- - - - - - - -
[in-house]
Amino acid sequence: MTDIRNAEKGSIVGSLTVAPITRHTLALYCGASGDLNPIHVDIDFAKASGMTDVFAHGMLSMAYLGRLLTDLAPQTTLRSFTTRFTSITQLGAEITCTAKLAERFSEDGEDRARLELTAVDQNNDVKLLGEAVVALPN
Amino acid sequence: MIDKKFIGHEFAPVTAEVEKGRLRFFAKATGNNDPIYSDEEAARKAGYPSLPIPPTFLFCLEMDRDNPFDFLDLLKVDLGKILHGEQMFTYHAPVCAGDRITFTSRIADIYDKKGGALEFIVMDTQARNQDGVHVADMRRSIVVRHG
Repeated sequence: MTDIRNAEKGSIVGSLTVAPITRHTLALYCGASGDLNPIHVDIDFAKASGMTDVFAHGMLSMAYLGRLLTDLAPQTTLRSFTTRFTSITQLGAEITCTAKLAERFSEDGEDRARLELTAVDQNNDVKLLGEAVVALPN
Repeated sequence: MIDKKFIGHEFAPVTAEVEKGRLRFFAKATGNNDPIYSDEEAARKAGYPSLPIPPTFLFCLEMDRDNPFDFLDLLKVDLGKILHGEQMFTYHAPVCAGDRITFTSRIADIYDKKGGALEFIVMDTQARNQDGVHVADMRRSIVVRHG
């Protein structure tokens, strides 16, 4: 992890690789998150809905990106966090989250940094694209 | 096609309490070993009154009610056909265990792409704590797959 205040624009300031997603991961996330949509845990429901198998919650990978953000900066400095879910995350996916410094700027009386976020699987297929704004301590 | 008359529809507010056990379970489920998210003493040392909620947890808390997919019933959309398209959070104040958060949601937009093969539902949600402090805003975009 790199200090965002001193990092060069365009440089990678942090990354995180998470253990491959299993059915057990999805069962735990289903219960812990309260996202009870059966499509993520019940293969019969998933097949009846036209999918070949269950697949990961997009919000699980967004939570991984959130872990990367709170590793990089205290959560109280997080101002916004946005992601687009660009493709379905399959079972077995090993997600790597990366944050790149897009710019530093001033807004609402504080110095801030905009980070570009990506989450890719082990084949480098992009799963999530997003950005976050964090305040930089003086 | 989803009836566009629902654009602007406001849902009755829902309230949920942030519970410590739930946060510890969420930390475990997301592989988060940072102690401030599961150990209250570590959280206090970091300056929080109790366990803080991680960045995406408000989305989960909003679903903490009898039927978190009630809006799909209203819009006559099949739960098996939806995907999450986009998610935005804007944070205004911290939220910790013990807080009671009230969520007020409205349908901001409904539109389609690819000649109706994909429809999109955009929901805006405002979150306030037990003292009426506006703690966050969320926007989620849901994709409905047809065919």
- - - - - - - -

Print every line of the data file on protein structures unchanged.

[in-house]
Amino acid sequence: MTDIRNAEKGSIVGSLTVAPITRHTLALYCGASGDLNPIHVDIDFAKASGMTDVFAHGMLSMAYLGRLLTDLAPQTTLRSFTTRFTSITQLGAEITCTAKLAERFSEDGEDRARLELTAVDQNNDVKLLGEAVVALPN
Amino acid sequence: MIDKKFIGHEFAPVTAEVEKGRLRFFAKATGNNDPIYSDEEAARKAGYPSLPIPPTFLFCLEMDRDNPFDFLDLLKVDLGKILHGEQMFTYHAPVCAGDRITFTSRIADIYDKKGGALEFIVMDTQARNQDGVHVADMRRSIVVRHG
Repeated sequence: MTDIRNAEKGSIVGSLTVAPITRHTLALYCGASGDLNPIHVDIDFAKASGMTDVFAHGMLSMAYLGRLLTDLAPQTTLRSFTTRFTSITQLGAEITCTAKLAERFSEDGEDRARLELTAVDQNNDVKLLGEAVVALPN
Repeated sequence: MIDKKFIGHEFAPVTAEVEKGRLRFFAKATGNNDPIYSDEEAARKAGYPSLPIPPTFLFCLEMDRDNPFDFLDLLKVDLGKILHGEQMFTYHAPVCAGDRITFTSRIADIYDKKGGALEFIVMDTQARNQDGVHVADMRRSIVVRHG
């Protein structure tokens, strides 16, 4: 992890690789998150809905990106966090989250940094694209 | 096609309490070993009154009610056909265990792409704590797959 205040624009300031997603991961996330949509845990429901198998919650990978953000900066400095879910995350996916410094700027009386976020699987297929704004301590 | 008359529809507010056990379970489920998210003493040392909620947890808390997919019933959309398209959070104040958060949601937009093969539902949600402090805003975009 790199200090965002001193990092060069365009440089990678942090990354995180998470253990491959299993059915057990999805069962735990289903219960812990309260996202009870059966499509993520019940293969019969998933097949009846036209999918070949269950697949990961997009919000699980967004939570991984959130872990990367709170590793990089205290959560109280997080101002916004946005992601687009660009493709379905399959079972077995090993997600790597990366944050790149897009710019530093001033807004609402504080110095801030905009980070570009990506989450890719082990084949480098992009799963999530997003950005976050964090305040930089003086 | 989803009836566009629902654009602007406001849902009755829902309230949920942030519970410590739930946060510890969420930390475990997301592989988060940072102690401030599961150990209250570590959280206090970091300056929080109790366990803080991680960045995406408000989305989960909003679903903490009898039927978190009630809006799909209203819009006559099949739960098996939806995907999450986009998610935005804007944070205004911290939220910790013990807080009671009230969520007020409205349908901001409904539109389609690819000649109706994909429809999109955009929901805006405002979150306030037990003292009426506006703690966050969320926007989620849901994709409905047809065919």